I have been thinking about Christine's assertion in her insightful post on Obama's unsatisfactory pitch for health care reform: "Hey, no one likes the health care system. We all want a better system."
While I suppose it's true that we all want a better system, I am starting to recoil at the notion that we should all dislike the health care system. During the past few months, our family has had myriad health care events, including routine checkups, radiology, physical therapy, surgery, and hospice care. We have always received timely treatment, and we have been satisfied with the quality of that treatment. As you would expect, our satisfaction varies with the treatment provider -- some are excellent and others not so much -- but I would say the same about service in restaurants, car dealerships, and grocery stores.
Maybe our treatment costs too much. I am told that the U.S. system is expensive, but I don't feel personally burdened by health costs. Yes, a good chunk of my paycheck goes towards my insurance, but we consume a great deal of medical care, so that seems like rough justice to me. Another chunk goes toward government health insurance that currently benefits people outside of my family (Medicare, Medicaid), and I am ok with that, too.
My general sense of satisfaction with the health care system doesn't seem to depend on where I live. We have lived in umpteen states from Delaware to Oregon and from Wisconsin to Louisiana and had roughly the same experiences everywhere. Sure, I would love to get uniformly better treatment at a lower cost, but none of the current reform proposals are headed in that direction. The last time I heard anything about improving the quality of my medical care was weeks ago, and the big selling point on costs has been that the federal government will not increase the amount I pay for health care. (Now, you can even scratch that selling point.)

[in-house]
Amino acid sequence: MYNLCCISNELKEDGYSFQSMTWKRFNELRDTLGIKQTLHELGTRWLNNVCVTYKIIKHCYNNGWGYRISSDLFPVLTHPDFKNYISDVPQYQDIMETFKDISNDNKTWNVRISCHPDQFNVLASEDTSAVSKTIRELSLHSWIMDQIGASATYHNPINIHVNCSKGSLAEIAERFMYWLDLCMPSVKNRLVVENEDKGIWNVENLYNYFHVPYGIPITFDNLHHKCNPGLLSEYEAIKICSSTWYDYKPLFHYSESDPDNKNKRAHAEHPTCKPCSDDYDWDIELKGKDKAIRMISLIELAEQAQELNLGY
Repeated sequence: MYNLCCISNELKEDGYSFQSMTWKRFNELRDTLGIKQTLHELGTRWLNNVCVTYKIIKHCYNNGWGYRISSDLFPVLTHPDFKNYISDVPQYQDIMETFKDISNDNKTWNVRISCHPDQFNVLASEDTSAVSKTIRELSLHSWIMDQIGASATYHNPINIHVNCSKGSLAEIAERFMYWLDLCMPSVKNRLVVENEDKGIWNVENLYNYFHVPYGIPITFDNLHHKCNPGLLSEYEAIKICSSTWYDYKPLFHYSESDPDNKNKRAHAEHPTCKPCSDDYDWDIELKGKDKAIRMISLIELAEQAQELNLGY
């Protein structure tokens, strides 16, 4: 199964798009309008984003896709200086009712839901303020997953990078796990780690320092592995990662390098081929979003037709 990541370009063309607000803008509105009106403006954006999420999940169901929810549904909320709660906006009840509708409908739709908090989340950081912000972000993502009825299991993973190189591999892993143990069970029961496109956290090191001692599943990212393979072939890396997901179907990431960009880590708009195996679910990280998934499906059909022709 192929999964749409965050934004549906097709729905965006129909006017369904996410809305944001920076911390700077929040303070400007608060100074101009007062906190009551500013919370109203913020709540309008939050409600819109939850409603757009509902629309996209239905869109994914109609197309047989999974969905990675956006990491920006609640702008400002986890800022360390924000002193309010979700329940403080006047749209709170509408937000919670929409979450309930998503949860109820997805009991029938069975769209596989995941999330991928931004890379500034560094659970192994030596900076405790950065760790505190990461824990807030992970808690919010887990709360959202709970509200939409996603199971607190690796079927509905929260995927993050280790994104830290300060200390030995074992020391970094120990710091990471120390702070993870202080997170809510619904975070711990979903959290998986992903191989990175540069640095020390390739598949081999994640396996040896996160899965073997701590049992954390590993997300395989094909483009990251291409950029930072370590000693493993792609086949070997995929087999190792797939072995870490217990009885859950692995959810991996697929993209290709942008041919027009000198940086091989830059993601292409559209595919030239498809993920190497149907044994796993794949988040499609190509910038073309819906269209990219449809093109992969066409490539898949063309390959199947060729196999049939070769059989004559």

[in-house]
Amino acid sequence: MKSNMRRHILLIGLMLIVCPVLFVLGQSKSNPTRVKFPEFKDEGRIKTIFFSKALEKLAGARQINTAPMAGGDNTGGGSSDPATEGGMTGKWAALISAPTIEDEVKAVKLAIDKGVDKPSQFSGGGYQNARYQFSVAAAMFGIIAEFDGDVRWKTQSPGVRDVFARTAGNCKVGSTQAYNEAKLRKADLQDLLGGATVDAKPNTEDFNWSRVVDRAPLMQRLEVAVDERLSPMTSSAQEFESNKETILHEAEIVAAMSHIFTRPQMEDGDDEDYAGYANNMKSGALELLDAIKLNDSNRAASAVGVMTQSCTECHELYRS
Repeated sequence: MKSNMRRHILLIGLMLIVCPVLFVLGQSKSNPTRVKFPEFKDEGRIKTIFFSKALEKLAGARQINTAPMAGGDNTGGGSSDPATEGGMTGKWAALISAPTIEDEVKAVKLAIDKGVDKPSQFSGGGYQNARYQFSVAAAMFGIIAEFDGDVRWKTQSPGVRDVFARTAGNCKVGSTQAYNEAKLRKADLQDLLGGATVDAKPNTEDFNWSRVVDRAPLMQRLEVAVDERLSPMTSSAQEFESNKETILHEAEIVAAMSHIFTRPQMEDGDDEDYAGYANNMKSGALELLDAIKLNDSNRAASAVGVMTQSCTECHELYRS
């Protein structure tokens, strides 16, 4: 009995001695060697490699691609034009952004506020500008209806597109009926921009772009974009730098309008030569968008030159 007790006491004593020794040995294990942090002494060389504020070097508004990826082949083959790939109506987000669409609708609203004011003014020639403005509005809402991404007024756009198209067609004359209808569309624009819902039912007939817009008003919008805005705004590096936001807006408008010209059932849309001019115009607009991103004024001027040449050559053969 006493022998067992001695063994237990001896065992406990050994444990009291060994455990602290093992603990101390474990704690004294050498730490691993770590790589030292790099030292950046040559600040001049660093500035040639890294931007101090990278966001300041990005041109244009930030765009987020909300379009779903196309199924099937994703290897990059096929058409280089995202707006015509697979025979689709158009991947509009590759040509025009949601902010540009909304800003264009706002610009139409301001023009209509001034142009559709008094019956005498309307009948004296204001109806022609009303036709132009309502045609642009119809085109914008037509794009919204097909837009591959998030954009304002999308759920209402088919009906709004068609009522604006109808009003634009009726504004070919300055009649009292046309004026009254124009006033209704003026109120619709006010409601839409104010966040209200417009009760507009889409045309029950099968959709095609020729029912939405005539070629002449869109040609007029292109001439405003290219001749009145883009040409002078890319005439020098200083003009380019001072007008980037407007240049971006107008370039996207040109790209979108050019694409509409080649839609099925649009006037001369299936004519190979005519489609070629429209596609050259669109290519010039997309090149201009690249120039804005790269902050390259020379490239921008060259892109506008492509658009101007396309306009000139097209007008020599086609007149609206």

If you are still reading, you are probably thinking something along these lines: "Of course you are happy with your health care. You make enough money that you can live in a nice community and pay for good insurance."
You would be right to say all of that, but that is precisely the point. People in the middle class tend to be more or less satisfied with their own health care. We aren't much interested in the claim that health care reform "may start us down a treacherous path toward government-encouraged euthanasia." And this is not about federally funded abortion, at least not yet, or about big, scary government limiting our freedom to be fat and addicted to tobacco. It's about the fact that Congress and the President want to add 45 million people to the ranks of the insured -- most of whom are employed and young, for what it's worth -- without impairing our access (where are the extra doctors coming from?) and without increasing our costs. Oh, right, ignore that bit about the costs.
In short, the problem with health care reform is that reformers have not made a case that health care reform will do anything other than make my life worse. Apparently, the Democrats agree with my diagnosis:
With Republicans making headway by casting the legislation as a costly government takeover, Democrats have decided they must answer the question on the minds of those now insured: “What’s in it for me?”
Will they succeed in convincing us of the need for reform? I think they have a good chance of convincing us that the regulation of health insurance companies needs to be tweaked. Beyond that, this is a tough sell. Then the issue will become whether the Democrats want to push something more ambitious through over the objection of Republicans (and Blue Dogs?). It's hard to imagine a more thrilling prospect for Republicans who want to regain control of Congress.
TrackBack URL for this entry:
Links to weblogs that reference The Problem with Health Care Reform: A Personal Perspective: